Eighth Circuit

Anheuser-Busch Companies Pension Plan v. Laenen, et al., No. 4:15 CV 1005 CDP, 2017 WL 1684730 (E.D. Mo. May 3, 2017) (Judge Catherine D. Perry).  The court previously ruled that the Franklin County Circuit Court’s Order entered March 16, 2015 does not qualify as a QDRO under ERISA and Laenen filed a motion in state court to modify or amend the Franklin County March 2015 Order.  In an exercise of discretion, the court stayed the case pending resolution of the related state-court matter.

Pleading Issues & Procedure

Fifth Circuit

Electrostim Med. Servs., Inc. v. Health Care Serv. Corp., No. CV H-11-2745, 2017 WL 1710567 (S.D. Tex. May 3, 2017) (Judge Lee H. Rosenthal).  Electrostim’s motion for leave to file the third amended complaint is denied because futility and other arguments weigh against granting leave. A new proposed amended complaint must limit its factual basis to the claims identified in the Blue Cross spreadsheets incorporated into the second amended complaint; the new reimbursement claims not included in the second amended complaint cannot be added by amending at this stage of the litigation.

Tenth Circuit

Cooper v. Occidental Petroleum Corporation, No. 16-CV-687-TCK-TLW, 2017 WL 1652576 (N.D. Okla. May 1, 2017) (Judge Terence Kern).  Defendants filed a motion to dismiss on the basis that Plaintiffs lack standing to pursue claims under the 2015 Supplementary Separation Plan.  Specifically, Defendants argue that Plaintiffs were not participants in the 2015 SSP because Defendant determined that their separation would not result in “a position elimination, cost savings, or other operational efficiencies.”  The court denied the motion, finding that Plaintiffs have exercised their right to challenge the denial of benefits in court and are “participants” entitled to seek review.

Provider Claims

Third Circuit

Shah v. Horizon Blue Cross Blue Shield Of Massachusetts, No. 16-5946, 2017 WL 1745608 (D.N.J. May 4, 2017) (Judge Noel L. Hillman).  Defendant’s standing argument (based on anti-assignment clause) and limitations period argument are not ripe for decision on a motion to dismiss.  The breach of contract claim and violation of 29 CFR Section 2560.503-1 claim will be dismissed; the former voluntarily, the latter because the regulation does not give rise to a private right of action.

Seventh Circuit

OSF Healthcare System v. Matcor Metal Fabrication (Illinois) Inc., No. 1:16-CV-1052-SLD-JEH, 2017 WL 1740022 (C.D. Ill. May 3, 2017) (Judge Sara Darrow).  The Plan’s generic commitment to direct payment to providers is not sufficient to assign the patient’s appeal rights to OSF or otherwise make it an ERISA beneficiary. Motion for reconsideration of the motion to dismiss is denied.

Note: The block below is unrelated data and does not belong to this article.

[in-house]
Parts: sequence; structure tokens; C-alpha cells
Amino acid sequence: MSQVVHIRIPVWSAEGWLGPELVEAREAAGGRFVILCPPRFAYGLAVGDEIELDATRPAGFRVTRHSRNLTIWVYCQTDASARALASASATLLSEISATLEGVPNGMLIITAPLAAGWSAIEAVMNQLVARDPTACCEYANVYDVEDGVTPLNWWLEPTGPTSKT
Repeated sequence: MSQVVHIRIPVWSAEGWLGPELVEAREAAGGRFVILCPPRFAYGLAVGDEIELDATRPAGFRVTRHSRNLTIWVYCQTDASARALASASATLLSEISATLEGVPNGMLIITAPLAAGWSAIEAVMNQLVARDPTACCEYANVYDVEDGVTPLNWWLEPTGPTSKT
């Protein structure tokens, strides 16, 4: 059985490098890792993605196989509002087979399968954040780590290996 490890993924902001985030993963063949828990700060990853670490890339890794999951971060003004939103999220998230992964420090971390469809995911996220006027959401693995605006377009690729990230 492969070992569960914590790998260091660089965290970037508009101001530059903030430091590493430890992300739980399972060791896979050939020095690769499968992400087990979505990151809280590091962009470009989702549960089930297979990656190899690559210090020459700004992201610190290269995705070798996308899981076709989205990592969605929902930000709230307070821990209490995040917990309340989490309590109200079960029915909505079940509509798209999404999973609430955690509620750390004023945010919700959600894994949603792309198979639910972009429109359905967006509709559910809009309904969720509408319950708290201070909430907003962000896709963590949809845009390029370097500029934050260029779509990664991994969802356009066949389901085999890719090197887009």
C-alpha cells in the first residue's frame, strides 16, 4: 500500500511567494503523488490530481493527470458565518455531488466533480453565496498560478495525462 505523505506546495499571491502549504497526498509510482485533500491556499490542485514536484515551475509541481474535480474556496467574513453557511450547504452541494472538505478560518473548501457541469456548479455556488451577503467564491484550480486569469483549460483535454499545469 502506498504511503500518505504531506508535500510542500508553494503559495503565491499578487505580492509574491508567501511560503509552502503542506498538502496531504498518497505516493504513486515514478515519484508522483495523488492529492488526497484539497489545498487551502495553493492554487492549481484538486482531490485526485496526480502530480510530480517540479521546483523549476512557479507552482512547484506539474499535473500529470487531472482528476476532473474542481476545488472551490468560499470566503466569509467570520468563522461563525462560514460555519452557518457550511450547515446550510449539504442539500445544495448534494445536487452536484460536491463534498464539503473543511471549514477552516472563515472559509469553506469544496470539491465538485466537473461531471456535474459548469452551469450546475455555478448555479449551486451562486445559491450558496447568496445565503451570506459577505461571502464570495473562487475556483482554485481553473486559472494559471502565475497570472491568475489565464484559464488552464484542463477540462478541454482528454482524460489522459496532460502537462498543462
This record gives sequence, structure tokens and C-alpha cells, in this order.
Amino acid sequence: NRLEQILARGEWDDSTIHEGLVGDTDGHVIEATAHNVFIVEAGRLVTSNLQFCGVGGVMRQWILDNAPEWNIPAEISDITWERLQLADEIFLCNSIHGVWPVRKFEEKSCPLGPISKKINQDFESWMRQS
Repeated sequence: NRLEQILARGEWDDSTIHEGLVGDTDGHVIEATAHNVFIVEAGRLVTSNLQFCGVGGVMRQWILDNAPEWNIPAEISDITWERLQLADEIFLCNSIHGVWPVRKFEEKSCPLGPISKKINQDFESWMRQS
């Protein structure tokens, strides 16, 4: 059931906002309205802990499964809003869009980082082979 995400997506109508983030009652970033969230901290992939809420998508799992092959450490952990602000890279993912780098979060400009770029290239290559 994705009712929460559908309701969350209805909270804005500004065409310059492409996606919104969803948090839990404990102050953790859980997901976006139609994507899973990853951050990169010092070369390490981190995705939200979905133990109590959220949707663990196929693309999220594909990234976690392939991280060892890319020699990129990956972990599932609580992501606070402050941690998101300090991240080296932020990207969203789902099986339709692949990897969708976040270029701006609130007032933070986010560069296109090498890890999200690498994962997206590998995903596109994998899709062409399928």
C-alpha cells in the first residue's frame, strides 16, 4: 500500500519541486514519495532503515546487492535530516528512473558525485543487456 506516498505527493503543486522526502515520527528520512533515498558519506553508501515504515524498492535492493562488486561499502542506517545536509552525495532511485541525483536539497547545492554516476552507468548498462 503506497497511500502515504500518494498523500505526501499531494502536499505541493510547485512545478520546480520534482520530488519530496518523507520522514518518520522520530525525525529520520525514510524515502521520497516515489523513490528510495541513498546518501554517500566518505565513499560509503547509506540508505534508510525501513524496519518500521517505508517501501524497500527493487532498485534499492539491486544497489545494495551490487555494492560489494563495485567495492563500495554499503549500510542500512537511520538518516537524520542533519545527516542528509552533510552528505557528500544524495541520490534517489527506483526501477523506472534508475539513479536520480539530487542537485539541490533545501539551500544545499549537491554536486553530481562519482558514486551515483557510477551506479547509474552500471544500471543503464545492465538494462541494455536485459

Retaliation Claims

Third Circuit

Romero v. Allstate Ins. Co., No. 01-6764, __F.Supp.3d__, 2017 WL 1508878 (E.D. Pa. Apr. 27, 2017) (Judge Kearney).  With respect to Allstate Insurance Company’s November 1999 decision to terminate its remaining employee sales agents and offer them independent contractor status, there are no genuine issues of material fact and the employee insurance agents cannot show Allstate decided to terminate its remaining employee agents regardless of age or pension status to eliminate older sales agents or stop pension accruals.  The court found no evidence that Allstate’s business decision is a pretext to conceal a motivating reason to discriminate based on age or to eliminate future pension benefits.

Standard of Review

Ninth Circuit

Grace F. v. Aetna Life Ins. Co., No. 12-CV-02819-MMC, 2017 WL 1549334 (N.D. Cal. May 1, 2017) (Judge Maxine M. Chesney).  In this dispute over medical benefit coverage, the court found that abuse of discretion review applies where each booklet states the plan “pays benefits only for services and supplies described in this Booklet as covered expenses that are medically necessary” and excludes coverage for services that are “not medically necessary, as determined by Aetna.”

Tenth Circuit

Coats v. Reliance Standard Life Insurance Policy, No. 16-CV-233-TCK-TLW, 2017 WL 1536229 (N.D. Okla. Apr. 27, 2017) (Judge Terence Kern).  Following Tenth Circuit precedent, the court found that Reliance Standard’s untimely decision alters the standard of review from arbitrary and capricious to de novo.  Reliance Standard’s January 25, 2015 letter was insufficient to trigger additional response time because it was itself outside the prescribed time period and failed to identify special circumstances warranting an extension. See 29 C.F.R. § 2560-503.1(f)(1) (setting forth requirements for extension notification).  Reliance did not make a decision for 101 days, which was not “substantial compliance.”

Statute of Limitations

Sixth Circuit

Hewitt v. W. & S. Fin. Grp. Flexibly Benefits Plan, No. CV 16-120-HRW, 2017 WL 1658825 (E.D. Ky. May 1, 2017) (Judge Henry R. Wilhoit, Jr.).  The Plan required any lawsuit be filed within 6 months of a final decision.  Plaintiff did not file his complaint for 10 months, thus his claims are time-barred and dismissed.

Venue

Tenth Circuit

Williams v. Ascension Health Long-Term Disability (LTD) Plan, No. 16-1361-JTM, 2017 WL 1540635 (D. Kan. Apr. 28, 2017) (Judge J. Thomas Marten).  The court granted the LTD Plan’s motion to transfer venue to the United States District Court for the Eastern District of Missouri because forum-selection clauses are presumptively valid and Plaintiff has not argued that the clause was induced by fraud, that the Eastern District of Missouri federal court would ineffectively or unfairly handle the case, or that the inconvenience to her is unjust or unreasonable.